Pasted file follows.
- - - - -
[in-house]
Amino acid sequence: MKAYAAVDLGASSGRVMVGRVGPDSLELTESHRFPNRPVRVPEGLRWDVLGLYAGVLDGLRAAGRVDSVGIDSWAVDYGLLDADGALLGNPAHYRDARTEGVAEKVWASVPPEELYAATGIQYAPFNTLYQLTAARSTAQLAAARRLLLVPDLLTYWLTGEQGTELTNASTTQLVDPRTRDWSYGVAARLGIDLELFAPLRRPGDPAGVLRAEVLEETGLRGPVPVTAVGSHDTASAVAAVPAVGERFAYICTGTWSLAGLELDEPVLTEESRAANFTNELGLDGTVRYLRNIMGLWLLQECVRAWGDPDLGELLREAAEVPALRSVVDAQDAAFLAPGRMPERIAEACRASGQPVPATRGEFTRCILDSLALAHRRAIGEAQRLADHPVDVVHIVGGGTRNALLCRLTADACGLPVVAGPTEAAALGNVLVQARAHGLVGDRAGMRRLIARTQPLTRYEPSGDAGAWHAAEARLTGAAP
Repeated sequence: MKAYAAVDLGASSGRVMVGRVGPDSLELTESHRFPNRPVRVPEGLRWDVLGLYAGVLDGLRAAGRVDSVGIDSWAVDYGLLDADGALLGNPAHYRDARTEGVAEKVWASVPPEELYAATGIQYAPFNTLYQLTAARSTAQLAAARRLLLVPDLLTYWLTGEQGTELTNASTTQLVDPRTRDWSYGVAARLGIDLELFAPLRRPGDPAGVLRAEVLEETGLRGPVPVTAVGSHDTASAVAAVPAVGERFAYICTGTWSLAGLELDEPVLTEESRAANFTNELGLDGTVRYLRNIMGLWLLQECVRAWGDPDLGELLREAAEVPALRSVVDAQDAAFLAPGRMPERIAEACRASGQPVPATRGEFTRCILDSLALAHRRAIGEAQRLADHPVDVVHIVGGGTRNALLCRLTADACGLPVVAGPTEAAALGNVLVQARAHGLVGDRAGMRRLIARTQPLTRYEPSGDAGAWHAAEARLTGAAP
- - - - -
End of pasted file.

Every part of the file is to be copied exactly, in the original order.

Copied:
[in-house]
Amino acid sequence: MKAYAAVDLGASSGRVMVGRVGPDSLELTESHRFPNRPVRVPEGLRWDVLGLYAGVLDGLRAAGRVDSVGIDSWAVDYGLLDADGALLGNPAHYRDARTEGVAEKVWASVPPEELYAATGIQYAPFNTLYQLTAARSTAQLAAARRLLLVPDLLTYWLTGEQGTELTNASTTQLVDPRTRDWSYGVAARLGIDLELFAPLRRPGDPAGVLRAEVLEETGLRGPVPVTAVGSHDTASAVAAVPAVGERFAYICTGTWSLAGLELDEPVLTEESRAANFTNELGLDGTVRYLRNIMGLWLLQECVRAWGDPDLGELLREAAEVPALRSVVDAQDAAFLAPGRMPERIAEACRASGQPVPATRGEFTRCILDSLALAHRRAIGEAQRLADHPVDVVHIVGGGTRNALLCRLTADACGLPVVAGPTEAAALGNVLVQARAHGLVGDRAGMRRLIARTQPLTRYEPSGDAGAWHAAEARLTGAAP
Repeated sequence: MKAYAAVDLGASSGRVMVGRVGPDSLELTESHRFPNRPVRVPEGLRWDVLGLYAGVLDGLRAAGRVDSVGIDSWAVDYGLLDADGALLGNPAHYRDARTEGVAEKVWASVPPEELYAATGIQYAPFNTLYQLTAARSTAQLAAARRLLLVPDLLTYWLTGEQGTELTNASTTQLVDPRTRDWSYGVAARLGIDLELFAPLRRPGDPAGVLRAEVLEETGLRGPVPVTAVGSHDTASAVAAVPAVGERFAYICTGTWSLAGLELDEPVLTEESRAANFTNELGLDGTVRYLRNIMGLWLLQECVRAWGDPDLGELLREAAEVPALRSVVDAQDAAFLAPGRMPERIAEACRASGQPVPATRGEFTRCILDSLALAHRRAIGEAQRLADHPVDVVHIVGGGTRNALLCRLTADACGLPVVAGPTEAAALGNVLVQARAHGLVGDRAGMRRLIARTQPLTRYEPSGDAGAWHAAEARLTGAAP